A handful of Peninsula-area agencies launched new smart phone apps Monday to help solve crimes and connect residents with city services.
The City of Hampton, City of Hampton Police Department, Newport News Sheriff’s Office, York-Poquoson Sheriff’s Office and Hampton University announced the new ConnectProtect apps at a news conference at Hampton University on Monday.
The agencies received the new technology through a $75,000 grant provided by the Wason Fund for Public Safety via the Williamsburg Community Foundation, officials said.
Donors Harry and Judy Wason, of Williamsburg, told the Daily Press at the news conference that they were inspired to invest in public safety after having a conversation with a friend. Through their research, they learned about ConnectProtect already being used by the Palm Beach Sheriff’s Office in Florida. Judy Wason said they heard the office’s success stories and they were sold.
“We said, wow, the Peninsula needs this,” she said.
With the help of the foundation, they reached out to the app maker, Shield Group Technologies, which hosted an information event for universities and law enforcement agencies across the Peninsula. A handful of agencies chose not to launch the app because they have other technology already in place, a company official said.
ConnectProtect is unique because it allows two-way communication between residents and the agencies and also uses geocoding to pinpoint specific locations, officials said.
Users can select locations of interest and receive information bulletins from the agency tailored for those areas. Using the “See something” or “Service requests options,” users can submit a request or tip to the agency. A photo or video can be added to the submission.
For example, an individual wanting to request a pothole repair using the 311 Hampton VA app can upload a photo or video with the request. The mobile device assigns a geographical location to the image, which tells the agency exactly where the photo was taken.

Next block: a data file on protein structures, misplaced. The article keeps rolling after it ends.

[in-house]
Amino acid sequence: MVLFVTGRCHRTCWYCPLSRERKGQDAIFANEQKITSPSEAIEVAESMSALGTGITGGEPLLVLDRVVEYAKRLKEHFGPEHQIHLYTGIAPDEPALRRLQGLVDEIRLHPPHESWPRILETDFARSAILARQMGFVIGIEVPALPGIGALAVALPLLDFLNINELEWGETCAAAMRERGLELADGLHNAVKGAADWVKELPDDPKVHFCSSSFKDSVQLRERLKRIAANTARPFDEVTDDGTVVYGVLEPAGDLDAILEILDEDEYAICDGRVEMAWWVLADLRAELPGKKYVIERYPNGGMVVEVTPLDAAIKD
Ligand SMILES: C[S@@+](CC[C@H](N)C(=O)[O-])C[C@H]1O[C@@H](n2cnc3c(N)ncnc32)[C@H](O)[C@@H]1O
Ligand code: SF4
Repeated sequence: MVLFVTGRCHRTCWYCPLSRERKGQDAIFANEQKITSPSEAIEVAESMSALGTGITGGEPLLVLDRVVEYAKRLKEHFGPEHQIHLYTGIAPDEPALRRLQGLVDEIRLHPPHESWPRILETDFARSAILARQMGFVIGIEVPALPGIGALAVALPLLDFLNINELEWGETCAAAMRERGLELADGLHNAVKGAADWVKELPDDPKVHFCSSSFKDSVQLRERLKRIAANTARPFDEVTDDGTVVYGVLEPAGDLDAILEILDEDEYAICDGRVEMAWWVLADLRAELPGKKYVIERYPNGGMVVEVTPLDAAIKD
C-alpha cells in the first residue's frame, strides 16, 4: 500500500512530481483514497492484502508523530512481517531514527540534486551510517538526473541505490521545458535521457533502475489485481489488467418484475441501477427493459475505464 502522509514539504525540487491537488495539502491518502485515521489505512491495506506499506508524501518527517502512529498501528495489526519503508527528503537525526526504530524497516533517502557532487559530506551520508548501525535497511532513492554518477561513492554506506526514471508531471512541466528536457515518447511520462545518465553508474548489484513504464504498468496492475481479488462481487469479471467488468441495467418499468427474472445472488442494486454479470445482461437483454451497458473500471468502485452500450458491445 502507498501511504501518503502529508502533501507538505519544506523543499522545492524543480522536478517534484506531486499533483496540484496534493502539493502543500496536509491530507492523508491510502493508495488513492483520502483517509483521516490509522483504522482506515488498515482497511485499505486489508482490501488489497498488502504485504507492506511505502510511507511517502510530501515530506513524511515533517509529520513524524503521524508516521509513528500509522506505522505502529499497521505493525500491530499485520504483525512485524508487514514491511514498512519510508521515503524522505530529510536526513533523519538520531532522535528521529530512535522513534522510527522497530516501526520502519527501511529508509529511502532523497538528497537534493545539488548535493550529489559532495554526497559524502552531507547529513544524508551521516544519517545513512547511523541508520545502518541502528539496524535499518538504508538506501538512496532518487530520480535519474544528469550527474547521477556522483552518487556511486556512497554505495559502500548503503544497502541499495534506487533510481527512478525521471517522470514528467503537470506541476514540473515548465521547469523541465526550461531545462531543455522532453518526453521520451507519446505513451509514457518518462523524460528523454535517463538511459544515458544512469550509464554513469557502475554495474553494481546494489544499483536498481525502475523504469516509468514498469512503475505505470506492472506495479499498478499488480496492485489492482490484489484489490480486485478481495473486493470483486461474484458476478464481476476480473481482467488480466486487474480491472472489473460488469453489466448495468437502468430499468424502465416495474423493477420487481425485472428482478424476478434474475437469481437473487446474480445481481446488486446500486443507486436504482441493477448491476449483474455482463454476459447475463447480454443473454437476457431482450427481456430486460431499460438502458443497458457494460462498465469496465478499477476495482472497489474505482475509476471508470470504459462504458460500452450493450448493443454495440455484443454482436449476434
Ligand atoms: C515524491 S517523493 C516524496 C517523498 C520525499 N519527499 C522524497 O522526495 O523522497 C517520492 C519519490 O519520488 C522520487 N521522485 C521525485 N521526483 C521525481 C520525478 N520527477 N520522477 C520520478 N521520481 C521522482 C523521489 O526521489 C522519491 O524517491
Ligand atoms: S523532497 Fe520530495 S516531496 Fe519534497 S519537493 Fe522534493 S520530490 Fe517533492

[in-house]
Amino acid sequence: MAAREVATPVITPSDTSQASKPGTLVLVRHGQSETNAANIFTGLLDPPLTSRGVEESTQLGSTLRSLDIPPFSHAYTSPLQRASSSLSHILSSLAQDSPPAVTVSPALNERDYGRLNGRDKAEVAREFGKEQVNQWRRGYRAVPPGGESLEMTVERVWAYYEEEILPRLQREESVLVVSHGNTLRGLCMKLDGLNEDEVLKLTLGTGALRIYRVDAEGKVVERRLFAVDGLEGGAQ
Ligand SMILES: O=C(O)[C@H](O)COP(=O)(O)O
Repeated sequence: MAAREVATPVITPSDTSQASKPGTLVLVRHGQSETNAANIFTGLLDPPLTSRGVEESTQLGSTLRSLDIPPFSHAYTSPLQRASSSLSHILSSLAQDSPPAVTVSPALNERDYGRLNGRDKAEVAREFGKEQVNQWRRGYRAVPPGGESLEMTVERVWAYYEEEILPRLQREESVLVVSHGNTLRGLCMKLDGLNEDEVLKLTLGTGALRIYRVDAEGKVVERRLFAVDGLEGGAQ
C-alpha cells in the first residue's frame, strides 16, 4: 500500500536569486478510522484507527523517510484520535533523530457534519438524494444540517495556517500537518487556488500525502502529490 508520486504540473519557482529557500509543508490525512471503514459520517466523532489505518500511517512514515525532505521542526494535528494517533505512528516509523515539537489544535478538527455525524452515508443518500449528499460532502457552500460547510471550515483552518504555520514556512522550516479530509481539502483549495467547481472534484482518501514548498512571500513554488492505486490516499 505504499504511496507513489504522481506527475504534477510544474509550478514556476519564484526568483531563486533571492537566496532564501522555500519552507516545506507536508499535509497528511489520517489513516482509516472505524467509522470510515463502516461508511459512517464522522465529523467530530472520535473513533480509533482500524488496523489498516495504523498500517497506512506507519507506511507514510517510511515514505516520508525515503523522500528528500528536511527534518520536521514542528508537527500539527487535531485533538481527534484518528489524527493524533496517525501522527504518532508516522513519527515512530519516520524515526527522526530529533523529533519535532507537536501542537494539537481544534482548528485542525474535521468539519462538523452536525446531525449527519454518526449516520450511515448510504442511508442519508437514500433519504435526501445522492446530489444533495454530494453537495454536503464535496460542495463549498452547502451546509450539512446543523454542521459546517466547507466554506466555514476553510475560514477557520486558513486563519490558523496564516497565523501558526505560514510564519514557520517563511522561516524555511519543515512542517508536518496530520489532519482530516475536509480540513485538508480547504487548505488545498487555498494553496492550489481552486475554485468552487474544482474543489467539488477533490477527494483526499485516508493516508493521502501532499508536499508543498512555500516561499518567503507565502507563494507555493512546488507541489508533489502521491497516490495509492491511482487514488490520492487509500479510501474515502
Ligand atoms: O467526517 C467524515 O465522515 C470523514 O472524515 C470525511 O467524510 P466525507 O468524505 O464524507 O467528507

The technology gives local law enforcement agencies another method for receiving valuable crime tips from the public, officials said.
Hampton Police Division Chief Terry L. Sult said at the news conference his division has been working on ways to more quickly distribute information from the public to the officers on the streets.
“This is a step in that direction,” he said.
Hampton University’s Pirate Connect has similar crime-reporting features, but also has a panic button. Campus security is alerted to a student’s location when the button is pressed and held for five seconds. Christopher Newport University in Newport News will be launching a similar app through the company when students return in August, officials said.
Hampton University Chief of Police David Glover said at the conference he thinks the app is a great tool for college students who are constantly connected with technology.
“Our students always have their cellphones,” he said, “(and) they always have their faces in their cellphones.”
Ketchum can be reached by phone at 757-247-7478.
Get the app
Download ConnectProtect to your iPhone or Android device from the Apple Store or Google Play store on your device. Search “Connect Protect” with the locality’s name for best results (i.e. “Connect Protect Hampton”).